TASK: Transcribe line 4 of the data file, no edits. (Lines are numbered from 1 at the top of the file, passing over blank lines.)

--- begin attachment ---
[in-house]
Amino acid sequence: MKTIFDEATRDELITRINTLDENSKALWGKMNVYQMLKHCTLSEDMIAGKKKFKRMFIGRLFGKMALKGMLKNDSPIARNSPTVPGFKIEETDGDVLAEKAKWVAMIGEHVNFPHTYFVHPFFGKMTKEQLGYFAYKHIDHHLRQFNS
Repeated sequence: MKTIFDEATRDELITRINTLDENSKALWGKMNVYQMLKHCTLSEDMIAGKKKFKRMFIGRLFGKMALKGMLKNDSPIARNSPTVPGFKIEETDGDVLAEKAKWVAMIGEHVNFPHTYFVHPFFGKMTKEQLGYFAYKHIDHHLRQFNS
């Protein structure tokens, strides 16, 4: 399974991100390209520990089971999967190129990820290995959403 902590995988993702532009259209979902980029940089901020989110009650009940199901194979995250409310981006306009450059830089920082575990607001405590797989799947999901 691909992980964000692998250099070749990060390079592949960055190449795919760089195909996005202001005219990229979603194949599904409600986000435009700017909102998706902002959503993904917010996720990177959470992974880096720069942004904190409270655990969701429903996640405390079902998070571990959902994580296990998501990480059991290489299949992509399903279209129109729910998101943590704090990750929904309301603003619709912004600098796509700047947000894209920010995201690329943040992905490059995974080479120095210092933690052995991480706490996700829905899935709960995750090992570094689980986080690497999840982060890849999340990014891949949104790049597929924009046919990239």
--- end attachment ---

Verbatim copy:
């Protein structure tokens, strides 16, 4: 399974991100390209520990089971999967190129990820290995959403 902590995988993702532009259209979902980029940089901020989110009650009940199901194979995250409310981006306009450059830089920082575990607001405590797989799947999901 691909992980964000692998250099070749990060390079592949960055190449795919760089195909996005202001005219990229979603194949599904409600986000435009700017909102998706902002959503993904917010996720990177959470992974880096720069942004904190409270655990969701429903996640405390079902998070571990959902994580296990998501990480059991290489299949992509399903279209129109729910998101943590704090990750929904309301603003619709912004600098796509700047947000894209920010995201690329943040992905490059995974080479120095210092933690052995991480706490996700829905899935709960995750090992570094689980986080690497999840982060890849999340990014891949949104790049597929924009046919990239």